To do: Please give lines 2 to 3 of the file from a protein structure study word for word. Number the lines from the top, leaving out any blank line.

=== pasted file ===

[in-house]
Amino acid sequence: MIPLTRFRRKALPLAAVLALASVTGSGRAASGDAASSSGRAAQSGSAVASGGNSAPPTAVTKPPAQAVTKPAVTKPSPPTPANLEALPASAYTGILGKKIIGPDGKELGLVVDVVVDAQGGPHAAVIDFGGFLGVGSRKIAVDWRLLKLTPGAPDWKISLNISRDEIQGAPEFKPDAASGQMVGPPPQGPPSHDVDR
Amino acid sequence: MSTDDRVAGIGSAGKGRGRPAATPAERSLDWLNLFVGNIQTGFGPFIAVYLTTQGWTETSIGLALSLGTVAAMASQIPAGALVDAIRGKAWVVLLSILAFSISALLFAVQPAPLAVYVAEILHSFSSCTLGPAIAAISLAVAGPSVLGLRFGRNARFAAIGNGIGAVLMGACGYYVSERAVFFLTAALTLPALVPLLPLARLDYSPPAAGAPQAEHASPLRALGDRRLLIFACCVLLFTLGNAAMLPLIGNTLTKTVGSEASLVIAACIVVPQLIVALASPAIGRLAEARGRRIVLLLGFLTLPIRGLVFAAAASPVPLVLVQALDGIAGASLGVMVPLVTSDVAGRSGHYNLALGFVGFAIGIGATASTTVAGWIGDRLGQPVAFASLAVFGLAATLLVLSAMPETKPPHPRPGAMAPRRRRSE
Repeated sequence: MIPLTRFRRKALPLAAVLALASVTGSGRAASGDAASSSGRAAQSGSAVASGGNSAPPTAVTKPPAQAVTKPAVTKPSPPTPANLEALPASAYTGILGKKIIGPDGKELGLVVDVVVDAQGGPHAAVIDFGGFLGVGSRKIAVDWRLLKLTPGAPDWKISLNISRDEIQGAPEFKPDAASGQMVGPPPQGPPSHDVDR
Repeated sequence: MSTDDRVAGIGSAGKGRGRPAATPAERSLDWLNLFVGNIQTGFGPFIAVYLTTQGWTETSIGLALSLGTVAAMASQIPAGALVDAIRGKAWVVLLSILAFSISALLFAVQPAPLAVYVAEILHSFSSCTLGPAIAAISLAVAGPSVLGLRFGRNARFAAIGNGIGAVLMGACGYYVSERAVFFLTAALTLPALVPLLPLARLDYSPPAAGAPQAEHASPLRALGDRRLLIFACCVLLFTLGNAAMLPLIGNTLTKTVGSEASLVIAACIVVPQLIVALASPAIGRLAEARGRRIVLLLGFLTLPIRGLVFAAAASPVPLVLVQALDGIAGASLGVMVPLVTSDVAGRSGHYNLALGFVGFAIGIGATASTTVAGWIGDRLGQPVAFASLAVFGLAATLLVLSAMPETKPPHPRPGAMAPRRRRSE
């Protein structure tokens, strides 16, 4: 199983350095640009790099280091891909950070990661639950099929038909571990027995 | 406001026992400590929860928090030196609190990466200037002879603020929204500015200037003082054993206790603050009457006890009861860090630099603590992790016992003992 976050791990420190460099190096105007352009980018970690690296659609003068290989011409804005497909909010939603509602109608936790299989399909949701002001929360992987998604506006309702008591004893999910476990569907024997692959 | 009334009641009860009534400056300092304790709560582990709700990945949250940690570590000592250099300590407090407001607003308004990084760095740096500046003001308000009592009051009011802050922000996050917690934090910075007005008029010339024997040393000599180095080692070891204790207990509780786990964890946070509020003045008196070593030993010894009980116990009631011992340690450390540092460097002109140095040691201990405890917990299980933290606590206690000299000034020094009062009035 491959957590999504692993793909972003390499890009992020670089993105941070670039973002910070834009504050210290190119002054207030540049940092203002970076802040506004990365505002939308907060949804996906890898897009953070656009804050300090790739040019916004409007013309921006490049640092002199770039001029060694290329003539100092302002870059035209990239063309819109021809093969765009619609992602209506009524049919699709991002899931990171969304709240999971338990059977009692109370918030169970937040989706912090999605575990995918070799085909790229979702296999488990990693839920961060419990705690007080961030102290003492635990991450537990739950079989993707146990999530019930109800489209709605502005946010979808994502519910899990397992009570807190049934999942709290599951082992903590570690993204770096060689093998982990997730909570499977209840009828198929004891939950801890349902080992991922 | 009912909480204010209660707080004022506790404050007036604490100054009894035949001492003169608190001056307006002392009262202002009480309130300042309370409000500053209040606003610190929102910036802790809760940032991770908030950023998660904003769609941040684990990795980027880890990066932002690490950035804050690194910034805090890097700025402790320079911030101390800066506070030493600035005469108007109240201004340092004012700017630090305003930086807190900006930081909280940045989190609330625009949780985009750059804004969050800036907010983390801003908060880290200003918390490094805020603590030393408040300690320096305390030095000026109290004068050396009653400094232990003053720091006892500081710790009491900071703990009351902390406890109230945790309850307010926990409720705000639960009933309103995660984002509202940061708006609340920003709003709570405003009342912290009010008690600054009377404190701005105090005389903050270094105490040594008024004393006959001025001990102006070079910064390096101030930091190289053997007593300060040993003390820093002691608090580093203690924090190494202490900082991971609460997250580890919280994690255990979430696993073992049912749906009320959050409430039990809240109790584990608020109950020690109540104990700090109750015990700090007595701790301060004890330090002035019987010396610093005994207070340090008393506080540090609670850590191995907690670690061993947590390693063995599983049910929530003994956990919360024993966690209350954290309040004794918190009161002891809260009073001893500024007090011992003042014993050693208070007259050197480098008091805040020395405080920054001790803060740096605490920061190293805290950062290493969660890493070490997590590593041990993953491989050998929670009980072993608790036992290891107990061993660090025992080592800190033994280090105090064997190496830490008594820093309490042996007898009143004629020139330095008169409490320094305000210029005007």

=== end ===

Amino acid sequence: MIPLTRFRRKALPLAAVLALASVTGSGRAASGDAASSSGRAAQSGSAVASGGNSAPPTAVTKPPAQAVTKPAVTKPSPPTPANLEALPASAYTGILGKKIIGPDGKELGLVVDVVVDAQGGPHAAVIDFGGFLGVGSRKIAVDWRLLKLTPGAPDWKISLNISRDEIQGAPEFKPDAASGQMVGPPPQGPPSHDVDR
Amino acid sequence: MSTDDRVAGIGSAGKGRGRPAATPAERSLDWLNLFVGNIQTGFGPFIAVYLTTQGWTETSIGLALSLGTVAAMASQIPAGALVDAIRGKAWVVLLSILAFSISALLFAVQPAPLAVYVAEILHSFSSCTLGPAIAAISLAVAGPSVLGLRFGRNARFAAIGNGIGAVLMGACGYYVSERAVFFLTAALTLPALVPLLPLARLDYSPPAAGAPQAEHASPLRALGDRRLLIFACCVLLFTLGNAAMLPLIGNTLTKTVGSEASLVIAACIVVPQLIVALASPAIGRLAEARGRRIVLLLGFLTLPIRGLVFAAAASPVPLVLVQALDGIAGASLGVMVPLVTSDVAGRSGHYNLALGFVGFAIGIGATASTTVAGWIGDRLGQPVAFASLAVFGLAATLLVLSAMPETKPPHPRPGAMAPRRRRSE